Transduction in Staphylococcus aureus

PhD-student: Ahlam Alsaadi
Thesis defended: 18 May 2021

In Staphylococcus aureus is a pathogenic bacterium that able to infect humans and animals. Third of healthy human population carries Staphylococcus aureus in their interior nares, while the rest are intermittent carriers. S. aureus are able to develop antibiotic resistance mechanisms for their ability to obtain DNA from their surroundings via various horizontal gene transfer mechanisms such as transduction. In S. aureus, bacteriophages “phages in short”, are bacterial viruses, that infect and lyse the bacteria are also mediate the genetic material exchange via transduction process.

Phages are widespread, their biology and interaction with their hosts has been extensively studied, yet there is much to uncover. There are two types of phages exist in the environment, temperate phages, in which integrate their genome into the bacterial chromosome, and virulent phages, in which develop a productive infection and kills the bacteria. In S. aureus, temperate phages are common and can be found from one up to nine prophages, integrated phages, in sequenced S. aureus genomes. These temperate phages are able to encode toxins and virulence factors while shuffling antibiotic resistance genes between strains.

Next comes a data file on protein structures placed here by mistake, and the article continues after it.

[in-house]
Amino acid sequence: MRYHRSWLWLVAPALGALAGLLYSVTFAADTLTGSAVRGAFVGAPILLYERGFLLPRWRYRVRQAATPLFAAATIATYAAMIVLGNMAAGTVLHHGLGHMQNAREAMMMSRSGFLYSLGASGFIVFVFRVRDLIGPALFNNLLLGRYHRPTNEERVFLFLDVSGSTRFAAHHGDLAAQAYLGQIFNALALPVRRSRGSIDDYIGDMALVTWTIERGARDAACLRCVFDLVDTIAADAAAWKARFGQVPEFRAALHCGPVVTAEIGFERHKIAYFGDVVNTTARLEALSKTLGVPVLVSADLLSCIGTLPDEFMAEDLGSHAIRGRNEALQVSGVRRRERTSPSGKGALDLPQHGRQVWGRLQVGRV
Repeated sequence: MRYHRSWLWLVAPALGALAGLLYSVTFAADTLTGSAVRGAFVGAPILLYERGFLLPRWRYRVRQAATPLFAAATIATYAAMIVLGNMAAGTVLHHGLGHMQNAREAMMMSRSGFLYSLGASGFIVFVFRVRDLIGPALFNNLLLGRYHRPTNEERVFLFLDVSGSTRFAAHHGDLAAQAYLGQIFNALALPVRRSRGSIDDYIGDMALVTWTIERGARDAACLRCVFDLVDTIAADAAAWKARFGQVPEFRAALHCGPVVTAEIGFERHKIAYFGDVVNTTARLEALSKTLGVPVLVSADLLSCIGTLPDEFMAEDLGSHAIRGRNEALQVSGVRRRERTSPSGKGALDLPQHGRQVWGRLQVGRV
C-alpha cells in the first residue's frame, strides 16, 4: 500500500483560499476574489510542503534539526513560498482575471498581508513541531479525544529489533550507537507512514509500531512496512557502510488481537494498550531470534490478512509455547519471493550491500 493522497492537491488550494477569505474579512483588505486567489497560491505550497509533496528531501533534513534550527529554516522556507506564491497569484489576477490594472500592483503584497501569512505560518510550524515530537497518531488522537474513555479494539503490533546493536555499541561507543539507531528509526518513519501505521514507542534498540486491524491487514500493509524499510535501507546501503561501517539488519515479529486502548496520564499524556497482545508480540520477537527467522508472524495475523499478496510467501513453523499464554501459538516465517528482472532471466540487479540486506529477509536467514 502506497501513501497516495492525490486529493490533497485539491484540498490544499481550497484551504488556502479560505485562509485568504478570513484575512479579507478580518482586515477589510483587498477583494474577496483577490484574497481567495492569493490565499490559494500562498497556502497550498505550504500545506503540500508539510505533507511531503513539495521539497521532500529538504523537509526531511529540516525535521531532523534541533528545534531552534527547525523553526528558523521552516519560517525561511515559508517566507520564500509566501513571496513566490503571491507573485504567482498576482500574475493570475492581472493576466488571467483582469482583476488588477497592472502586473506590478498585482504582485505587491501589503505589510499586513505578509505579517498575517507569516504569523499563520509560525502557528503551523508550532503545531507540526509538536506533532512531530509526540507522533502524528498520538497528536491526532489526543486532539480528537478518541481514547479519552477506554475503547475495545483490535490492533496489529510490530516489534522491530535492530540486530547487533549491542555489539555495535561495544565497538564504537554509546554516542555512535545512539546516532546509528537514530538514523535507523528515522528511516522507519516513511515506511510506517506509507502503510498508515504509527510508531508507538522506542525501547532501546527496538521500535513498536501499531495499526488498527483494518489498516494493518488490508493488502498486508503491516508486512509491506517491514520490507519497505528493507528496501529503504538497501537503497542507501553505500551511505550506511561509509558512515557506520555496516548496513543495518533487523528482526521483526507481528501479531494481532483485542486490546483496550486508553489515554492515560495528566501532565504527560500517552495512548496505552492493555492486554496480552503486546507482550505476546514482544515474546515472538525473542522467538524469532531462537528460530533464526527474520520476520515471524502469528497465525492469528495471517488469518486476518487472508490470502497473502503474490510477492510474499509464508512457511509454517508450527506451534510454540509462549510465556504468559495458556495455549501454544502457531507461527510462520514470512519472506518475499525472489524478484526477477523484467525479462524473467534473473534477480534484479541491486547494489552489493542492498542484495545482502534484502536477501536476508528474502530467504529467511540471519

To look into the phage and bacteria interaction and understand the influence that either the bacterial genes and/or the phage have on their interaction. 

I have investigated how bacterial viruses (phages) transfer bacterial DNA between cells by a process termed transduction and how this affects the ability of bacteria and phages to survive adverse conditions. In the human pathogen, Staphylococcus aureus I followed transfer of antibiotic resistance genes between cells and found that for phages, that as part of their lifestyle is integrated in the bacterial genome, benefit from transduction of antibiotic resistance genes when the bacteria are exposed to antibiotics. The phages residing in bacterial genomes are termed pro-phages and my work furthermore revealed that bacterial genes affect the stability of prophages. Thus, this suggests that there is close collaboration between phage and bacterium and that these interactions can lead to dissemination of antibiotic resistance genes between bacteria. Overall, the research conducted for this thesis expands the current knowledge on transduction and related processes in S. aureus and it points to a symbiotic relationship between phages and bacteria.